Remembering space dog martyr

Published: 03rd November 2012 11:06 AM  |   Last Updated: 03rd November 2012 12:22 PM   |  A+A-


Exactly 55 years after the first dog was sent to space on a death mission, animal activists say never again. The date was November 3, 1957. At the time, the impact of spaceflight on living creatures was unknown. A Soviet spacecraft – Sputnik 2 - had been readied for its first canine on board. Her name was Laika.

A three-year-old stray mongrel found wandering the streets of Moscow, Russian scientists had assumed that she had already learnt to endure conditions of extreme cold and hunger. In addition, she was soft natured or as a Russian magazine at the time referred to her, ‘phlegmatic.’ So, it wasn’t too difficult for her trainers to grow attached to her, lending her the nicknames such as Kudryavka (Russian for Little Curly) and Limonchik (Little Lemon). Sadly, the satellite was never meant to be retrievable and according to reports, six days later, Laika died in space due to overheating.

Several champions of animal rights in Chennai have heard the touching the story. And the reactions are unanimous: ‘We won’t let it happen again.’ Says Shiranee Pereira, co-founder of People for Animals. “Whatever the experiment, you can never equate animal exposure with enough evidence for human parameters.” She adds blatantly, “The argument may be for science and progress, but at the end of the day, scientists placed a voiceless dog in the prison of a spacecraft in order to get some information.”

 Weighing the loss of a life over the purpose of the satellite - to cumulate data on how living organisms react to spaceflight environments – the activist makes a strong objection. “The data they were looking for wasn’t indispenable.” She elaborates, “It wasn’t used to save a life or cure cancer. Was it worth it?”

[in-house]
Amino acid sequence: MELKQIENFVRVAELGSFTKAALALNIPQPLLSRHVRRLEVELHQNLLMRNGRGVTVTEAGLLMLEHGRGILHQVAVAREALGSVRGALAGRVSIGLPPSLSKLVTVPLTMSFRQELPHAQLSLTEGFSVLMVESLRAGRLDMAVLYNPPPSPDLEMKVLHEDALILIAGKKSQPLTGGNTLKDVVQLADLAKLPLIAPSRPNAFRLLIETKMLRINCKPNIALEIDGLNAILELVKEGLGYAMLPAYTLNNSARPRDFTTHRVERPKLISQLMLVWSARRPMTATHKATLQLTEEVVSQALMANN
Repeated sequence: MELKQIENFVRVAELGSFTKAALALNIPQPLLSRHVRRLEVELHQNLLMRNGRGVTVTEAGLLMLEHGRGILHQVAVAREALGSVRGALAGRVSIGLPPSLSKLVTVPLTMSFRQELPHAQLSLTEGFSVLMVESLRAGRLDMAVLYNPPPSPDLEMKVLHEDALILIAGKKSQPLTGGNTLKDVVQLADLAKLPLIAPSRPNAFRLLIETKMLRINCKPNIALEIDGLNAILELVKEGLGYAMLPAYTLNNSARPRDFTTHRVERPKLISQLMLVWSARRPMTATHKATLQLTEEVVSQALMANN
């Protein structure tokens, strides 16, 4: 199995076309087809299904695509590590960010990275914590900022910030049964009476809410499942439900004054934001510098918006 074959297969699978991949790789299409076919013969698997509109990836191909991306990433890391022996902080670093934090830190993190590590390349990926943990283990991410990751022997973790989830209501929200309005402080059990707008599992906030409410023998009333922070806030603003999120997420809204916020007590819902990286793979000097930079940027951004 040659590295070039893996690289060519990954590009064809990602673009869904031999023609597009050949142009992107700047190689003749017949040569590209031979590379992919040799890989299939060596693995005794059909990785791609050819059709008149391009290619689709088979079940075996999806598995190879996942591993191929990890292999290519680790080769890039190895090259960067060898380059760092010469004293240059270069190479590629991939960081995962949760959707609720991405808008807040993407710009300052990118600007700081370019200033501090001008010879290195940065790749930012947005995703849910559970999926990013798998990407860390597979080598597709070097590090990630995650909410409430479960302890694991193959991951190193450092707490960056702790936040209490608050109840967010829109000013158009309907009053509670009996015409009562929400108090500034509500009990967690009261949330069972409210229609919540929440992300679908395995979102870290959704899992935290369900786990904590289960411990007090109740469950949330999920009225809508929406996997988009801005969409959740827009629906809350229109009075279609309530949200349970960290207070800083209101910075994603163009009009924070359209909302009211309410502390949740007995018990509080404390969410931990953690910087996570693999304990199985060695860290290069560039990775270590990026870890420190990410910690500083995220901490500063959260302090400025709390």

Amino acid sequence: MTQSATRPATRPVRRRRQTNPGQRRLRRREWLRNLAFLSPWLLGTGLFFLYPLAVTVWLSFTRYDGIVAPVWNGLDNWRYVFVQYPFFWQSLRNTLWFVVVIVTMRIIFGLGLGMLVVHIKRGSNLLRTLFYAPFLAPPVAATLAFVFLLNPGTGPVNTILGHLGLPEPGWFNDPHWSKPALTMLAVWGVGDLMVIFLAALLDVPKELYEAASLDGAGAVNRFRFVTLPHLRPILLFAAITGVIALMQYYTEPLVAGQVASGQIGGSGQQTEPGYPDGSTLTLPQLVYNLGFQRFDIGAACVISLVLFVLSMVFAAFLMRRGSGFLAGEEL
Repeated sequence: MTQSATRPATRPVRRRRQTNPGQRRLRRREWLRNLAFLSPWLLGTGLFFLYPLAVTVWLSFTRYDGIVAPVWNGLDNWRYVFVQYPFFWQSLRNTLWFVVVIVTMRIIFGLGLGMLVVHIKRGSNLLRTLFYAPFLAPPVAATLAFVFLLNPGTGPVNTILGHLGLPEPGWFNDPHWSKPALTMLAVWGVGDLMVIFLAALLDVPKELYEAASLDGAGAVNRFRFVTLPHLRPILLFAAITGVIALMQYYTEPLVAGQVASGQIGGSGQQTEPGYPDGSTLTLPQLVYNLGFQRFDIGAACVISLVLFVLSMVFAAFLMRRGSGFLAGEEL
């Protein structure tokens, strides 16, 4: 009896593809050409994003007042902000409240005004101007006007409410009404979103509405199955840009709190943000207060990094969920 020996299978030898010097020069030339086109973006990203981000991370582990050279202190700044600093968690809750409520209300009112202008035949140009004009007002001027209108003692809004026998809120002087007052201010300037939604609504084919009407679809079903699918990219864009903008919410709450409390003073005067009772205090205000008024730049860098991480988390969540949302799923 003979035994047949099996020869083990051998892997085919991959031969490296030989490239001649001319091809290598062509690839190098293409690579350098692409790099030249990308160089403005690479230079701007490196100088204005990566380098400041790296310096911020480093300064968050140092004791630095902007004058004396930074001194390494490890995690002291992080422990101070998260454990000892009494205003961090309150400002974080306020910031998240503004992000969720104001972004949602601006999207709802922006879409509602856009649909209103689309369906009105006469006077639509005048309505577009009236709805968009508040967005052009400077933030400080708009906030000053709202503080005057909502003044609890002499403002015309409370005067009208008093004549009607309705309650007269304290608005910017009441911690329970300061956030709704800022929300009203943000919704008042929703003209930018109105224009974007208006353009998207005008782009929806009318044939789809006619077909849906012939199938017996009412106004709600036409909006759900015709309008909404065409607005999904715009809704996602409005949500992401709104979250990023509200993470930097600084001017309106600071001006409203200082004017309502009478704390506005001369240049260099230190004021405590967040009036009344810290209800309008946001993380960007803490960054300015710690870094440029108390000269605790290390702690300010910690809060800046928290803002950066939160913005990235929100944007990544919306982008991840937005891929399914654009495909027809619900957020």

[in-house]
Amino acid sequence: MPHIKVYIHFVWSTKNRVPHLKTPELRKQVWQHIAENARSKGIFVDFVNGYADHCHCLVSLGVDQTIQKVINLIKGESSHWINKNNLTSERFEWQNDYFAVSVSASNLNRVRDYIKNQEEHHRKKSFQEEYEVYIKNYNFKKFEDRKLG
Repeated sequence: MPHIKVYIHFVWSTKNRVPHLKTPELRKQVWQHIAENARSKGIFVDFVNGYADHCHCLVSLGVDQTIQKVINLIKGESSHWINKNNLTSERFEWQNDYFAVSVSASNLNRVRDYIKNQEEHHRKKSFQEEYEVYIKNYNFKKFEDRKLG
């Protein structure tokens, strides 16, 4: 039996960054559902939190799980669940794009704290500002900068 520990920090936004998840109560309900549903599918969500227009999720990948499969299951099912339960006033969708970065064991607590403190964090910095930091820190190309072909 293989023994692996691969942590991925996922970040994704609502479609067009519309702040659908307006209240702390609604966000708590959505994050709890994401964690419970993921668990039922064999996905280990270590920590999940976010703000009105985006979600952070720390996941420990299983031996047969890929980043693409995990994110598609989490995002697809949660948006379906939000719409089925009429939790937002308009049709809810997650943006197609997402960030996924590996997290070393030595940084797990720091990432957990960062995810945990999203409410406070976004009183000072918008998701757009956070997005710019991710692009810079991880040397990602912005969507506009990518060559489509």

One may also object on grounds of training conditions prior to take off. To adapt the dogs to the confines of the tiny cabin of Sputnik 2, they were kept in progressively smaller cages for periods up to 20 days.

The extensive close confinement caused them to stop urinating or defecating, making them restless, and caused their general condition to deteriorate.

It is reported that space dogs at the time were placed in centrifuges that simulated the acceleration of a rocket launch and were placed in machines that simulated the sounds of the spacecraft.

This caused their pulses to double and their blood pressure to increase by 30–65 torr. The dogs were trained to eat a special high-nutrition gel that would be their food in space.

However, as any pet owner would probably imagine, Laika’s biggest discomfort was a harness was designed to restrict her movements. There was to be standing, sitting or lying down. There was no room to turn around in the cabin, period.

In an era of limited technology, a dog perhaps seemed the only option on such a fatal expedition. However, animal lover Anuradha Chawla rebutts on firm moral ground.

“It is no one’s right to play god with a life,” she states. “It really doesn’t matter what the cause is.”

Should the time for a space dog with no return ever come again, it is certain that the strength of the Indian nation of animal defenders will not allow it.

PETA volunteer Niranjan Amarnath sums it up best when he poses the question: “Are we ready to explore outer space when we can’t appreciate the lives on Earth?”

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